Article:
Several studies have also recommended replacing two-stroke engines with four-stroke engines to significantly reduce emissions and noise (NPS 2000). Banning two-stroke engines in Yellowstone National Park has resulted in a 60% reduction in carbon monoxide and a 96% reduction in Hydrocarbon emissions (Bishop et al. 2006). Additional, Bishop et al (2006) found improved fuel efficiency, reduction in visible exhaust clouds, odor and noise.

In conclusion, throughout the many years snowmobiling as a sport has evolved into a major activity for many people throughout the world. With the technology evolvement that has happened from the 60’s to the current years, the rules and regulations have also evolved at the same time. The facts of pollution have made it clear that emissions are an issue that needs to be dealt with and handled. While Yellowstone National Park has banned two-stroke engines and the vast majority of snowmobilers in the United States use the out-dated two-stroke technology. Two-stroke engines are very polluting and the risk to the environment has been well documented. If land managers are concerned about air pollution and its effect on our environment, snowmobile use needs to be improved upon.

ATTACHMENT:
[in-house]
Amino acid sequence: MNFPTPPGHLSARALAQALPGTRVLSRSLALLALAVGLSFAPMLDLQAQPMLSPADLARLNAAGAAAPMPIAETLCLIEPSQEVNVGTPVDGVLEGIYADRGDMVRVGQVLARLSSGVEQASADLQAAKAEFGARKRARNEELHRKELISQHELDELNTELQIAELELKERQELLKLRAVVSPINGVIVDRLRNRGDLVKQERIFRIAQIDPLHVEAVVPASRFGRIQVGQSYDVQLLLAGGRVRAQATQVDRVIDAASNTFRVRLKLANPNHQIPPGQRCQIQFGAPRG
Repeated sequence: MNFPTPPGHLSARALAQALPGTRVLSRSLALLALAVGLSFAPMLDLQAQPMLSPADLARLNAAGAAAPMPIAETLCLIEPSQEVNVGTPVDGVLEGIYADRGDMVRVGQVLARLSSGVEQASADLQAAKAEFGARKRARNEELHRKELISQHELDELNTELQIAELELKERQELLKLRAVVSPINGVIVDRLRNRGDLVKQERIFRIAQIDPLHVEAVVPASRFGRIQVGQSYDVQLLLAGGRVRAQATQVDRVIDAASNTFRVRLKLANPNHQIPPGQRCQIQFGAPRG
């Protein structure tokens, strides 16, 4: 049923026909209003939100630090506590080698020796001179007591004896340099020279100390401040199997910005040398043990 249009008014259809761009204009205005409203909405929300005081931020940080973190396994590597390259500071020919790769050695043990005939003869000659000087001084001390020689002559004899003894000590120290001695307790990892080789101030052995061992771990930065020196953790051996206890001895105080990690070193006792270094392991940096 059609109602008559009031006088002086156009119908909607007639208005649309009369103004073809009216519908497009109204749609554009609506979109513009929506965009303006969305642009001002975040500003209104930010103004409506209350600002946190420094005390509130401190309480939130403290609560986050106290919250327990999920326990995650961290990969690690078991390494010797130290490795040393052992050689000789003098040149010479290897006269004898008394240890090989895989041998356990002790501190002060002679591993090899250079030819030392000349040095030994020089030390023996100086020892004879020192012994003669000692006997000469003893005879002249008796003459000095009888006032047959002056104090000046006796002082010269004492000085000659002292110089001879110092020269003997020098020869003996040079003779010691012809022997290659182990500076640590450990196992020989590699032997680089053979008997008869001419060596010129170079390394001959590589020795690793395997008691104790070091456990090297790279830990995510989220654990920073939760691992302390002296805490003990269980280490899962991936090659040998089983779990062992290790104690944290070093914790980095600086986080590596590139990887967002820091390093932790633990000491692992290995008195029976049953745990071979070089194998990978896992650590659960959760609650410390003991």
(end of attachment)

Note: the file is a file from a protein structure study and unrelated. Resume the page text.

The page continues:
Works Cited
Bishop, G.A. 2006. Winter motor-vehicle Emissions in Yellowstone National Park. Environmental Science and Technology 40(8): 2505-2510
Janes, Steve. “Fuel the Fire”. Snowest’s Mod-Stock 2008: 68-71.
Little John, M. Yellowstone National Park visitor Study. University of Idaho, Cooperative Park Studies Unit. Report 75 1996
Montana Department of Environmental Quality (MDEQ). 2004. Solutions- Oxygenated Fuels.
National Park Service (NPS). 2000. Air Quality Concerns Related to Snowmobile Usage in National Parks. Washington, D.C.: Feb.2000.
The New York Times Sept 17, 2002, P. A30(N)
Savage, Mark. “Those 70’s Sleds!”. American Snowmobiler 2008: 30-31.
Rodes, C., 1998. Measuring Concentrations of Selected Air Pollutants Inside California Vehicles, Final Report under Contract No 95-339. California Air Resources Board.
Yochim, Micheal. Yellowstone and the Snowmobile: Locking Horns Over National Park Use. University Press of Kansas, 2009.